Nobody is trying to establish an artificial level. The hon. Gentleman must surely at some stage get the point that if we take out by way of personal incomes more than we are together putting in by way of effort inflation is the answer. This is what I am trying to establish. As for the last part, I think that the hon. Gentleman was nearer the mark.

Mr. Mawby

Is the right hon. Gentleman aware that we all agree with him on his last thesis? But would it not be better for him to concentrate more upon increasing national output rather than trying to restrict the amount of money which people should take out at the present low rise in national output?

Mr. Brown

These things cannot be divorced in that way. We are, in a variety of ways and through the whole gamut of our economic policies, trying to stimulate industry—which means management as well as workers—to increase output and productivity. While we are getting that we cannot dodge the fact that we must try to keep outgoings in accord with input.

16. Mr. Hordern

asked the First Secretary of State and Secretary of State for Economic Affairs whether he is satisfied that the present figure of 3 to 3½ per cent. as the norm is still appropriate; and if he will make a statement.

33. Mr. Goodhart

asked the First Secretary of State and Secretary of State for Economic Affairs how long he will continue to recommend 3½ per cent. as the median figure for wage and salary increase in the public and private sectors; and when a new guiding light figure will be announced.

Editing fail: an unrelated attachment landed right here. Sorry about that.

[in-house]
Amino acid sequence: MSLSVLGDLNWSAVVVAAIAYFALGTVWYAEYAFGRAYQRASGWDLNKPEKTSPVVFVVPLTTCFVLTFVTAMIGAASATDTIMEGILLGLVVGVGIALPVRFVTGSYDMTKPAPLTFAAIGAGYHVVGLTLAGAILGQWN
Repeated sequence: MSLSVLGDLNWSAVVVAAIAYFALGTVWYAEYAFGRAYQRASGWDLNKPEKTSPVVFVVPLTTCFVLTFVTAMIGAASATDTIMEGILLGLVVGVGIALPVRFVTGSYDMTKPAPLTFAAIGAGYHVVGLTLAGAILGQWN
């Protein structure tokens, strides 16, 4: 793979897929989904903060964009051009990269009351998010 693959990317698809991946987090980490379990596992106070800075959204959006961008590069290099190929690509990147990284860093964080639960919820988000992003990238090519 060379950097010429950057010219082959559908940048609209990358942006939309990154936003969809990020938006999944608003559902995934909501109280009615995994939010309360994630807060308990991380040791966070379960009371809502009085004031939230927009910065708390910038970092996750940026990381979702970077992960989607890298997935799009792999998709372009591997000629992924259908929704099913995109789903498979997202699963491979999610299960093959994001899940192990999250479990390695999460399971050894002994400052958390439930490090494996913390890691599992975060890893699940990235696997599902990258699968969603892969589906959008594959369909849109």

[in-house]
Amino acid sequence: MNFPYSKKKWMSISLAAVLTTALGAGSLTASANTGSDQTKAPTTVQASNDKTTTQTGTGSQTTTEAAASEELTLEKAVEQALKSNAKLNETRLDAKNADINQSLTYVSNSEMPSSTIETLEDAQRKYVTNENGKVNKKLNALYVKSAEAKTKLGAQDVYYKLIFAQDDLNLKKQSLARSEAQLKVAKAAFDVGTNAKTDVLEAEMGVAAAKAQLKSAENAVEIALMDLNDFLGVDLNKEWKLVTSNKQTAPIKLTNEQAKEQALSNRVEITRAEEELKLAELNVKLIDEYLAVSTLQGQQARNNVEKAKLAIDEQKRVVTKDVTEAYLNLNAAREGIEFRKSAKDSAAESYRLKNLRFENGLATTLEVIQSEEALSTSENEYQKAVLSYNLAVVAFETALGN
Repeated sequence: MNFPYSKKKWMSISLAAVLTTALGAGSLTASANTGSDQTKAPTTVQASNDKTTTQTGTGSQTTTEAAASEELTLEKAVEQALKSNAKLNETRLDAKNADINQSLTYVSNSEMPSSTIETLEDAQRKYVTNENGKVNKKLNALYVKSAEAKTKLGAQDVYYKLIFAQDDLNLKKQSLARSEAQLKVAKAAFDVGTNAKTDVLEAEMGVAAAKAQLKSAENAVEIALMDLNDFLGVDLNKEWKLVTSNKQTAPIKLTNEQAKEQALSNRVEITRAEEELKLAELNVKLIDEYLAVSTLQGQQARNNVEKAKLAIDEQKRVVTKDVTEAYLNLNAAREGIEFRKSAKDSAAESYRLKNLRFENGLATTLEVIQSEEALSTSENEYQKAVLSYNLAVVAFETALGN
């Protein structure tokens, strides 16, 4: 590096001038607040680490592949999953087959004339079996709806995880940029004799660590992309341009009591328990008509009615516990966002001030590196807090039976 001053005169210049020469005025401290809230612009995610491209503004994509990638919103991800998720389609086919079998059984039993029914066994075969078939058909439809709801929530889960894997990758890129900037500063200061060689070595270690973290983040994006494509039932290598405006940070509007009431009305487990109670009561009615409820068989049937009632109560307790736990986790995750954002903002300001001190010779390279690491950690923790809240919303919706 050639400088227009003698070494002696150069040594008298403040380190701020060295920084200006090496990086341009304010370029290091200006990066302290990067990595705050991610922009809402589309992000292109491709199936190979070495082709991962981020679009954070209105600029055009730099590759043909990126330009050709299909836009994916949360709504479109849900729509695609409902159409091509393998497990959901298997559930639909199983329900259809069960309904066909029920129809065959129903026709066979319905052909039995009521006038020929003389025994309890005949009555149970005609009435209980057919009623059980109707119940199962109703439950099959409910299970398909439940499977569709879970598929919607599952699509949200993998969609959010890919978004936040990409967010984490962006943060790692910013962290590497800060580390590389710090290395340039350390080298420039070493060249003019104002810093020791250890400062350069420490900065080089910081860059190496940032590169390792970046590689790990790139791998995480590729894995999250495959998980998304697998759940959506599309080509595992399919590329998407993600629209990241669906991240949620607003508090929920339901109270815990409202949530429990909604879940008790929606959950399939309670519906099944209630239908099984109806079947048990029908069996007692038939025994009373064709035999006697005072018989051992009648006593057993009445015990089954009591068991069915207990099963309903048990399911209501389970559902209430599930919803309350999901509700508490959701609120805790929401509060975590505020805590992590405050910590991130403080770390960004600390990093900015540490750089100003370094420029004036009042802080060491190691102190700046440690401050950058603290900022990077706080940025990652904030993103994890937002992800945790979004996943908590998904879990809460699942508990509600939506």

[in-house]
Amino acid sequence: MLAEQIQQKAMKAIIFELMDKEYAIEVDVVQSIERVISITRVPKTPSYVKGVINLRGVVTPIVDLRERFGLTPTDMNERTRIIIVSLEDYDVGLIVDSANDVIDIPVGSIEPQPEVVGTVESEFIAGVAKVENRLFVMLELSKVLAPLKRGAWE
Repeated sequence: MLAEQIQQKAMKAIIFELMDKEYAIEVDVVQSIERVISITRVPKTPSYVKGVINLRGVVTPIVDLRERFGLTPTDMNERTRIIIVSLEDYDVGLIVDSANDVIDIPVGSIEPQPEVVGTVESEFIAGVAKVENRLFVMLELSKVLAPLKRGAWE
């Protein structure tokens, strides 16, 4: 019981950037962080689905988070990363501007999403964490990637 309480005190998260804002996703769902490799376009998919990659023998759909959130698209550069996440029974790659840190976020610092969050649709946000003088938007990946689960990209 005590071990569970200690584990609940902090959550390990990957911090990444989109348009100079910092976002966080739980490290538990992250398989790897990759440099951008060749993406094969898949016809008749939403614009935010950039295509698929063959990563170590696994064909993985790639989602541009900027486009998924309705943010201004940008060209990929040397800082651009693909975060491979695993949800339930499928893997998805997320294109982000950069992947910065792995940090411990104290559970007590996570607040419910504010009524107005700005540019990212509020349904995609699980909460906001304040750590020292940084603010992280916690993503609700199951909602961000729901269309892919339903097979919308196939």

Mr. George Brown

Yes, Sir. But the norm will continue to be kept under review in the light of the general behaviour of national productivity.

Mr. Hordern

Surely the right hon. Gentleman must have some idea of the state of the economy now? Does he not think that the norm should be either increased to reflect the rapid rise in earnings or decreased to reflect the depressing record of productivity?

Mr. Brown

When one is dealing with questions of this kind I do not think that that kind of black and white approach is necessarily very good.

Mr. Goodhart

In view of the large number of failures to maintain the norm in recent wage negotiations, does the right hon. Gentleman intend to have formal consultations with any trade union leaders before a new norm is announced?

Mr. Brown

When I also consider, as the hon. Gentleman apparently does not, the number of great successes which we have had I get a balanced picture.

Mr. Higgins

What would the norm be on the basis of the National Institute for Economics and Social Research forecast?

Mr. Brown

Perhaps happily, the National Institute is not responsible for the nation's economy.

Mr. Whitaker

Would my right hon. Friend tell us what plans he has for bringing professional and salaried earnings within the same norm?

Mr. Brown

All incomes of all kinds are, of course, within the norm. This is something which we apply or try to get applied to the rise in the totality of incomes. We have provided, in paragraph 15 of the White Paper, with which my hon. Friend is very familiar, for the exceptional cases. To the extent to which people do not observe that, they are increasing the problems facing the nation and increasing the inflationary pressures on themselves. The principle applies to every possible personal income.